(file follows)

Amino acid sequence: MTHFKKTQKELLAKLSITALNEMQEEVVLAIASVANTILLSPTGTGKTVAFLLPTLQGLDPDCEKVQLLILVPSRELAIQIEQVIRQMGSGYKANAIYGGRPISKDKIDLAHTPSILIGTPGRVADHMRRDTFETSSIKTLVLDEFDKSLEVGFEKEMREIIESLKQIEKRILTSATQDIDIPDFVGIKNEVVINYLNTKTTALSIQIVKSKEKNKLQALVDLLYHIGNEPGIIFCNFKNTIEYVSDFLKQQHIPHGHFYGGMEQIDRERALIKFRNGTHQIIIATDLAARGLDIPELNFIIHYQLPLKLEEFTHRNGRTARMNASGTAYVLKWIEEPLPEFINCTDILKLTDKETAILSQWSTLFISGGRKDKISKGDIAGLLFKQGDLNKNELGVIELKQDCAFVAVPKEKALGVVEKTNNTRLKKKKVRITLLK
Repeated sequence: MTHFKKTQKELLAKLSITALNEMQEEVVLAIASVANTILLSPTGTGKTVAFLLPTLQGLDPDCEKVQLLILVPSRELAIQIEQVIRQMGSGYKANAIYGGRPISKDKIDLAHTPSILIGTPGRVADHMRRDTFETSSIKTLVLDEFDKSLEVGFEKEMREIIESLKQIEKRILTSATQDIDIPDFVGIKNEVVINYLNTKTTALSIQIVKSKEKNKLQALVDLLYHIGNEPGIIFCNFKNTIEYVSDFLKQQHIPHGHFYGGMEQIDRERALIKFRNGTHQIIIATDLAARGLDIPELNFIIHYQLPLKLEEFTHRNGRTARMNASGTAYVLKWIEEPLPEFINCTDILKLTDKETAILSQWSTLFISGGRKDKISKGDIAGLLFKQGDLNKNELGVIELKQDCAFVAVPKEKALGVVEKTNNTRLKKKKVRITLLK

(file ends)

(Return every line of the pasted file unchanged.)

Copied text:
Amino acid sequence: MTHFKKTQKELLAKLSITALNEMQEEVVLAIASVANTILLSPTGTGKTVAFLLPTLQGLDPDCEKVQLLILVPSRELAIQIEQVIRQMGSGYKANAIYGGRPISKDKIDLAHTPSILIGTPGRVADHMRRDTFETSSIKTLVLDEFDKSLEVGFEKEMREIIESLKQIEKRILTSATQDIDIPDFVGIKNEVVINYLNTKTTALSIQIVKSKEKNKLQALVDLLYHIGNEPGIIFCNFKNTIEYVSDFLKQQHIPHGHFYGGMEQIDRERALIKFRNGTHQIIIATDLAARGLDIPELNFIIHYQLPLKLEEFTHRNGRTARMNASGTAYVLKWIEEPLPEFINCTDILKLTDKETAILSQWSTLFISGGRKDKISKGDIAGLLFKQGDLNKNELGVIELKQDCAFVAVPKEKALGVVEKTNNTRLKKKKVRITLLK
Repeated sequence: MTHFKKTQKELLAKLSITALNEMQEEVVLAIASVANTILLSPTGTGKTVAFLLPTLQGLDPDCEKVQLLILVPSRELAIQIEQVIRQMGSGYKANAIYGGRPISKDKIDLAHTPSILIGTPGRVADHMRRDTFETSSIKTLVLDEFDKSLEVGFEKEMREIIESLKQIEKRILTSATQDIDIPDFVGIKNEVVINYLNTKTTALSIQIVKSKEKNKLQALVDLLYHIGNEPGIIFCNFKNTIEYVSDFLKQQHIPHGHFYGGMEQIDRERALIKFRNGTHQIIIATDLAARGLDIPELNFIIHYQLPLKLEEFTHRNGRTARMNASGTAYVLKWIEEPLPEFINCTDILKLTDKETAILSQWSTLFISGGRKDKISKGDIAGLLFKQGDLNKNELGVIELKQDCAFVAVPKEKALGVVEKTNNTRLKKKKVRITLLK